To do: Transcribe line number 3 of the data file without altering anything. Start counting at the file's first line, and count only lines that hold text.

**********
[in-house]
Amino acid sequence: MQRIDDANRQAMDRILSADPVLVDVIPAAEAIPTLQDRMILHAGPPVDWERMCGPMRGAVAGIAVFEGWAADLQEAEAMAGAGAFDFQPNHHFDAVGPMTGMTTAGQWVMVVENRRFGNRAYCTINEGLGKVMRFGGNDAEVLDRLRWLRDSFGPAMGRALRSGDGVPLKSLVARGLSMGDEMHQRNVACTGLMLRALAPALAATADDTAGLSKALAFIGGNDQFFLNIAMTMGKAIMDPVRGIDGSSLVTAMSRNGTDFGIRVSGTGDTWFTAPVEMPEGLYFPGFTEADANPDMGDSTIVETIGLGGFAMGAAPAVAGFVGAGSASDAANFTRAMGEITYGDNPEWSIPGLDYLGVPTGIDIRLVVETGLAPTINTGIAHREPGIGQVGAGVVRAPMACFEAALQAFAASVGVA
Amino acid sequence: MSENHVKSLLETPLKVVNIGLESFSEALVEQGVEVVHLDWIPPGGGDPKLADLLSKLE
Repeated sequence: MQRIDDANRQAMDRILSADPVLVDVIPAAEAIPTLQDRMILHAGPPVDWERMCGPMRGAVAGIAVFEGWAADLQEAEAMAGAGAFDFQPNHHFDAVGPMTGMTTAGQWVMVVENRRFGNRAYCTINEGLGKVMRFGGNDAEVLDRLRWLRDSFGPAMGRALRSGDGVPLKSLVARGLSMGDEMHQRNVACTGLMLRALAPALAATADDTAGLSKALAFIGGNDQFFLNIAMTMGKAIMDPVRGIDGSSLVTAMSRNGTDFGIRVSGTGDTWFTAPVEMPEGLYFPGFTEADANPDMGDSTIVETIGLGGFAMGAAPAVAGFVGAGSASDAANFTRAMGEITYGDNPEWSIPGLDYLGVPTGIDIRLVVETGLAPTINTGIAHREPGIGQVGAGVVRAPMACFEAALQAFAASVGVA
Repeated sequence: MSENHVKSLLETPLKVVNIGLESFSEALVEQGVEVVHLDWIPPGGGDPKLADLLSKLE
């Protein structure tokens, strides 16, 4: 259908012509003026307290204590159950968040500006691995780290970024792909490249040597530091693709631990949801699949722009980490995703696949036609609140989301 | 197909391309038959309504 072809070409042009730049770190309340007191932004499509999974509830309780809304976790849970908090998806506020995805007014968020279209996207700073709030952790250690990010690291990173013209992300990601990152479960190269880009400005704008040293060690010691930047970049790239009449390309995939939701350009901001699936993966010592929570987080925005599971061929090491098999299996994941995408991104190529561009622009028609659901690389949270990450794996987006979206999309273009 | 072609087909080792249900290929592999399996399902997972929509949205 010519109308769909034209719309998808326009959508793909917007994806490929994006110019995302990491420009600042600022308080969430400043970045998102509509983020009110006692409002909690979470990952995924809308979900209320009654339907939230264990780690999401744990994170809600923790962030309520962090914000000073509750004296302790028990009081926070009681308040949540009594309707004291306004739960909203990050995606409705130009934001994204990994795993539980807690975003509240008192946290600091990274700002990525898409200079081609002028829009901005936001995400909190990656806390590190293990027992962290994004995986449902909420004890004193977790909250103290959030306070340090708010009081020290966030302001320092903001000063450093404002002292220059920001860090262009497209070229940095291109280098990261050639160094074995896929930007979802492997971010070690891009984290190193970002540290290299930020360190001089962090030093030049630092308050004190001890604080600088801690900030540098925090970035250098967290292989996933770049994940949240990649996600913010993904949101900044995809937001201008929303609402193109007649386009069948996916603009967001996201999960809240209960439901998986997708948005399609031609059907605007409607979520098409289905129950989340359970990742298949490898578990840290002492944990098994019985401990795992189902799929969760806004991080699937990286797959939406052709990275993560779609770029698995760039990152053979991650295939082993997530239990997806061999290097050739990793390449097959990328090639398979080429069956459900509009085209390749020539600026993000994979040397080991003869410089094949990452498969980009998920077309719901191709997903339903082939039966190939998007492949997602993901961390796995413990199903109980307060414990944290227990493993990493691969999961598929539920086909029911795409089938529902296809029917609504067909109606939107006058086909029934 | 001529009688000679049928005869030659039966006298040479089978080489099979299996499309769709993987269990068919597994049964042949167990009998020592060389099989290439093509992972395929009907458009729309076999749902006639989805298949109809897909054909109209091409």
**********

Amino acid sequence: MSENHVKSLLETPLKVVNIGLESFSEALVEQGVEVVHLDWIPPGGGDPKLADLLSKLE